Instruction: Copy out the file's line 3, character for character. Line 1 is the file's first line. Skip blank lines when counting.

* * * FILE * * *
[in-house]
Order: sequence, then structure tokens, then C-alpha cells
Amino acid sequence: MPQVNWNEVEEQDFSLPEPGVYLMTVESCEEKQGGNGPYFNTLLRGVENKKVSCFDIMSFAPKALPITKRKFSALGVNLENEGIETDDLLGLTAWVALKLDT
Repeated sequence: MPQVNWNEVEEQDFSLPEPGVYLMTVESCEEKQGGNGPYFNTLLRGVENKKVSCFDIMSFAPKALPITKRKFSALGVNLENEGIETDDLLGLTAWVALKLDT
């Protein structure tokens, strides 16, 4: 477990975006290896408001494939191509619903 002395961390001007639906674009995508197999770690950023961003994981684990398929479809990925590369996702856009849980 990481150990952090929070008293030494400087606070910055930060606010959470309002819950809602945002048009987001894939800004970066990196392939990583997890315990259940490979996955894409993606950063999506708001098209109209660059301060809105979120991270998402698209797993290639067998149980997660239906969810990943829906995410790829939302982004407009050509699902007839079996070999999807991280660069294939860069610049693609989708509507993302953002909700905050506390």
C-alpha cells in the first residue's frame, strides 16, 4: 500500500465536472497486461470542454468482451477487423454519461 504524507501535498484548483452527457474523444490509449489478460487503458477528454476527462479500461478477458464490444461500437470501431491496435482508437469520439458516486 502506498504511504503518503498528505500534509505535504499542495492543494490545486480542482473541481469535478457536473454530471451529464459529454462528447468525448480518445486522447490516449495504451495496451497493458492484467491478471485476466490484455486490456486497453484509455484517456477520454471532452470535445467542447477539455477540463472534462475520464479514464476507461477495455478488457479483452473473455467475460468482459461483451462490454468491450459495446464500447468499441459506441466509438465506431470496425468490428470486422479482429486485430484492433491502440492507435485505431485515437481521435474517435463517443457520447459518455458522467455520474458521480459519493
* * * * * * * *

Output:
Amino acid sequence: MPQVNWNEVEEQDFSLPEPGVYLMTVESCEEKQGGNGPYFNTLLRGVENKKVSCFDIMSFAPKALPITKRKFSALGVNLENEGIETDDLLGLTAWVALKLDT